Both Mozilla and the Tor Project have patched a vulnerability that was actively used to de-anonymize Tor browser...
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This patch arrived on the heels of the news that the FBI hacked thousands of Tor users during a 2015 child pornography investigation using a "nonpublicly-known vulnerability." In a related case, U.S. District Court Judge Timothy L. Brooks provided details about the FBI's methodology in the investigation into the anonymous site Playpen and its users. According to the court filing from Brooks, the FBI used a network investigative technique (NIT) to learn a user's "true IP address" and thus the identity and location of that user.
The exploit patched by Mozilla on Nov. 30 bears similarities to the exploit used by the FBI in 2015. In a blog post about the patch, Mozilla security lead Daniel Veditz wrote, "The exploit in this case works in essentially the same way as the 'network investigative technique' used by FBI to de-anonymize Tor users (as FBI described it in an affidavit). This similarity has led to speculation that this exploit was created by FBI or another law enforcement agency."
There is no proof that this week's exploit is the same the FBI used in the Playpen investigation. Veditz acknowledges that, but went on to say that, "If this exploit was in fact developed and deployed by a government agency, the fact that it has been published and can now be used by anyone to attack Firefox users is a clear demonstration of how supposedly limited government hacking can become a threat to the broader web."
There is a history in recent years of the FBI or other federal government agencies looking for ways to deanonymize Tor browser users. In 2014, a federal judge confirmed that the Department of Defense hired researchers at the Software Engineering Institute of Carnegie Mellon University to research ways to obtain the IP address of Tor users.
It is unknown whether the research from Carnegie Mellon is the same exploit used by the FBI in 2015, or even if it is the same exploit patched by Mozilla Nov. 30. There is speculation among security experts as to whether one, two or three exploits exist for Tor vulnerabilities that reveal Tor users' IP addresses.
In other news:
- U.S. Senator Ron Wyden (D-Ore.) teamed with seven members of the Senate Select Committee on Intelligence to pen a letter to President Obama, calling on him to release more information about the Russian government's suspected hacking related to the 2016 U.S. presidential election. The letter reads, "We believe there is additional information concerning the Russian Government and the U.S. election that should be declassified and released to the public. We are conveying specifics through classified channels." It is signed by Wyden, Martin Heinrich (D-N.M.), Jack Reed (D -R.I.), Angus King (I-Maine), Mark R. Warner (D-Va.), Mazie K. Hirono (D-Hawaii), and Barbara A. Mikulski (D-Md.). This letter follows the November confirmation from the White House that it contacted the Russian government days before the election warning it about interfering with the process.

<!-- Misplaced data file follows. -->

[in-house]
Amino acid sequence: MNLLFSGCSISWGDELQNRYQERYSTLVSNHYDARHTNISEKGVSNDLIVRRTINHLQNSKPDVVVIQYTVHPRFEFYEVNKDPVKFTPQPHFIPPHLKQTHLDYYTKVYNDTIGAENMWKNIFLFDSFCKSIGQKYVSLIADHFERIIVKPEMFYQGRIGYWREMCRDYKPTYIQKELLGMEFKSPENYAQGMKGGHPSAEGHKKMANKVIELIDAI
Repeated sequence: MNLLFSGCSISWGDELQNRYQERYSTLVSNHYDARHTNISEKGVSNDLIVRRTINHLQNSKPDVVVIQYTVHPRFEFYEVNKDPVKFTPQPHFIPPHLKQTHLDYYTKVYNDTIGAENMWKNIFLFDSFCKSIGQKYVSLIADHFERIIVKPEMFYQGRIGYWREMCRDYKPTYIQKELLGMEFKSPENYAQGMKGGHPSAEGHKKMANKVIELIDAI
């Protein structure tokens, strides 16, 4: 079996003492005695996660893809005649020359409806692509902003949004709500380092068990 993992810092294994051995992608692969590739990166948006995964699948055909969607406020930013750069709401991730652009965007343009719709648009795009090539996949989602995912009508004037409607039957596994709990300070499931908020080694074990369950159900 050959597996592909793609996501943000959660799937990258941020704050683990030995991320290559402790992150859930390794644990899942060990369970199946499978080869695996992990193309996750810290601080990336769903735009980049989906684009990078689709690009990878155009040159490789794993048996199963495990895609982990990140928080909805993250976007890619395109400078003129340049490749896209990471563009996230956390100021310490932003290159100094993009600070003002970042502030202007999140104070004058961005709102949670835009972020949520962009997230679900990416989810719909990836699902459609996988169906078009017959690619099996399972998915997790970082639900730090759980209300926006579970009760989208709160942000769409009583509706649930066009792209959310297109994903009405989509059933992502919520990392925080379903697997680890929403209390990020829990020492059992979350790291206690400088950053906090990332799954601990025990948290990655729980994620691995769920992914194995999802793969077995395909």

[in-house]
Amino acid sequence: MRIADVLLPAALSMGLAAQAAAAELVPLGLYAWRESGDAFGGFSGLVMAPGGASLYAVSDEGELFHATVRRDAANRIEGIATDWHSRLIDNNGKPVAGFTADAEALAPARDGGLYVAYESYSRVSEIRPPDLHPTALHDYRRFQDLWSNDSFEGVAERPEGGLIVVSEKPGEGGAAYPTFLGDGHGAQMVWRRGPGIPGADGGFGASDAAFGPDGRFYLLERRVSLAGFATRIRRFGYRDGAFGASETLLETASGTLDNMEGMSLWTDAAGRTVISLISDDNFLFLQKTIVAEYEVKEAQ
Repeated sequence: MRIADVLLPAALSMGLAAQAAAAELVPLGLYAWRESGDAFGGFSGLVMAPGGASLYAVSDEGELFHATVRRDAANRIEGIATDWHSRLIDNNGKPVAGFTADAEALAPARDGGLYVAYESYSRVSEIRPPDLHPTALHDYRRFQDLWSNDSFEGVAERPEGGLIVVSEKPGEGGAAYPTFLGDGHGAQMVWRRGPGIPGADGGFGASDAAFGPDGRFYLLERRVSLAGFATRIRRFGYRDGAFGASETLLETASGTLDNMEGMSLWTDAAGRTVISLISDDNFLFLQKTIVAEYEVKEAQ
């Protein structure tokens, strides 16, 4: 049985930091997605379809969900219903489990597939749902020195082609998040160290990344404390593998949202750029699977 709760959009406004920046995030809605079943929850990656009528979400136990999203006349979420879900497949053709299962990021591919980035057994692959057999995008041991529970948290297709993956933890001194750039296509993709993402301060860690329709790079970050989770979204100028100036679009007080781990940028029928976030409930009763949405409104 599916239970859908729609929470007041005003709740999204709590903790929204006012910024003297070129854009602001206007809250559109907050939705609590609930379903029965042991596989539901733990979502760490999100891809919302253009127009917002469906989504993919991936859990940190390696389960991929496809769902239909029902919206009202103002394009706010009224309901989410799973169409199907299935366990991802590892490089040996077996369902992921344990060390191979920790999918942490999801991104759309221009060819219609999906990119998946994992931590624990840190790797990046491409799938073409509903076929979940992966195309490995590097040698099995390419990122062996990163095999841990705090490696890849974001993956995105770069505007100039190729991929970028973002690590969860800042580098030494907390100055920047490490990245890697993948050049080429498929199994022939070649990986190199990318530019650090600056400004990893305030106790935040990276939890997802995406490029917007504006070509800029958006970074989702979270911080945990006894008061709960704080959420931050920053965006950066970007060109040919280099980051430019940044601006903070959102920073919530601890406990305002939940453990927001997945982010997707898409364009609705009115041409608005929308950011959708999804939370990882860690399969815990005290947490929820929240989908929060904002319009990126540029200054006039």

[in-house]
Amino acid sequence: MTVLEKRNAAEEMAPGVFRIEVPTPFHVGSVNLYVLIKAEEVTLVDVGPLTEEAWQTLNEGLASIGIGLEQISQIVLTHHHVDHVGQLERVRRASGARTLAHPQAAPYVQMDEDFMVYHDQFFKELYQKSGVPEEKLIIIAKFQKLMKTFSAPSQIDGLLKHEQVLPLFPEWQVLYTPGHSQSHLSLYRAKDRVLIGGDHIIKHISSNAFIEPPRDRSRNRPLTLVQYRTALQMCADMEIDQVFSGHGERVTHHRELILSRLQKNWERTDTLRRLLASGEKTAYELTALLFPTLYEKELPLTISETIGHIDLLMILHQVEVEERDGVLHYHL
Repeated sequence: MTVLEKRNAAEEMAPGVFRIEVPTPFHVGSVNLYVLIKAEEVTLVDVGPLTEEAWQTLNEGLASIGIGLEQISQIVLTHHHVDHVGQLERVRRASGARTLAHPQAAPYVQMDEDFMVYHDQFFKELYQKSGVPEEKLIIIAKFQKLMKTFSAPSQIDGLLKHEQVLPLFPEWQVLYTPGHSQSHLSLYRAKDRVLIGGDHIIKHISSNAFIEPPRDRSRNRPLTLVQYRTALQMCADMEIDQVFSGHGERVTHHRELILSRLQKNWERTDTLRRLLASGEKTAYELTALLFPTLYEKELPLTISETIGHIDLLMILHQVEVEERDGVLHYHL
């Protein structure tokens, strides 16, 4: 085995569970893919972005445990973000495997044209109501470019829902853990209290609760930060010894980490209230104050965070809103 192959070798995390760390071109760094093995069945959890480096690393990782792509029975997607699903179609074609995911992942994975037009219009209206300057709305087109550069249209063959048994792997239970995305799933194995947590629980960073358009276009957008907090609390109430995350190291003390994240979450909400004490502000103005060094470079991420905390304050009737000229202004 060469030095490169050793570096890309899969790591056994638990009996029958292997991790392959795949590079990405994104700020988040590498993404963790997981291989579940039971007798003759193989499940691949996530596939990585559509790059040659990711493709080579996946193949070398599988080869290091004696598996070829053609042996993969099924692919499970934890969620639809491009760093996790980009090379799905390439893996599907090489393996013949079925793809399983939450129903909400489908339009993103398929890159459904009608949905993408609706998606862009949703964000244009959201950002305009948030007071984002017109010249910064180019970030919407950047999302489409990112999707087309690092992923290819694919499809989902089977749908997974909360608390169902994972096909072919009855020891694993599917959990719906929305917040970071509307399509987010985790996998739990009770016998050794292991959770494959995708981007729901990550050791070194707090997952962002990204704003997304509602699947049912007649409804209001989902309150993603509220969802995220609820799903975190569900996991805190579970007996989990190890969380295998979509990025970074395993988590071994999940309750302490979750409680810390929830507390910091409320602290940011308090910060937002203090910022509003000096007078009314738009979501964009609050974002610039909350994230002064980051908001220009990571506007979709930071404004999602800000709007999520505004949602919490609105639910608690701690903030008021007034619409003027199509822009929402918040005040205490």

- Former CIA and NSA director Michael Hayden said the private sector offers the better protection against cyberthreats, not the government. While speaking at the Ingram Micro ONE event, Hayden said, "In terms of the day-to-day, somewhat serious attacks, the government is not protecting you. You're going to the private sector for the tools, products and services that you need to keep yourself safe." Hayden also said that the government's slow start in addressing cybersecurity threats means it will always be behind the curve, whereas the private sector has a better understanding of cybersecurity. "There is an incredible amount of entrepreneurial and technology energy in the private sector to make you and me safer in the cyber domain," Hayden said. "The private sector in this domain is the prime mover." Hayden served as NSA director from 1999 to 2005 and as CIA director from 2006 to 2009.
- Aspiring hackers can now rent out a botnet of 400,000 IoT devices infected with Mirai malware. The Mirai malware has grown rapidly since it first attacked security journalist Brian Krebs, moving on to launch a large-scale attack on DNS provider Dyn and take portions of the internet offline for a day. Two hackers known as BestBuy and Popopret are the botnet landlords -- previously, they were behind the GovRAT malware that stole data from a large amount of U.S. companies. They used the XMPP/Jabber instant messenger to advertise the botnet rental. According to Popopret, the rental price is "determined by amount of bots (more bots more money), attack duration (longer = more money), and cooldown time (longer = discount)." The original Mirai botnet only had 200,000 devices, so the two hackers are offering a significant increase in the number of infected devices. They offer no proof to potential renters that they are actually in possession of this massive botnet.
- The new Hack the Army bug bounty program kicked off Nov. 30. After the success of the Hack the Pentagon program earlier in 2016, HackerOne has again teamed up with the U.S. Department of Defense to host the first Hack the Army initiative. Running through Dec. 21, the program offers cash rewards to hackers who find currently unknown cybersecurity vulnerabilities in the U.S. Army. Unlike Hack the Pentagon, which was only open to civilians, Hack the Army is also open to U.S. government employees and active duty military personnel. Army Secretary Eric Fanning said "What Hack the Pentagon validated is that there are large numbers of technologists and innovators who want to make a contribution to our nation's security, but lack a legal avenue to do so." The Hack the Pentagon bug bounty program found and resolved 138 vulnerabilities in the Pentagon.
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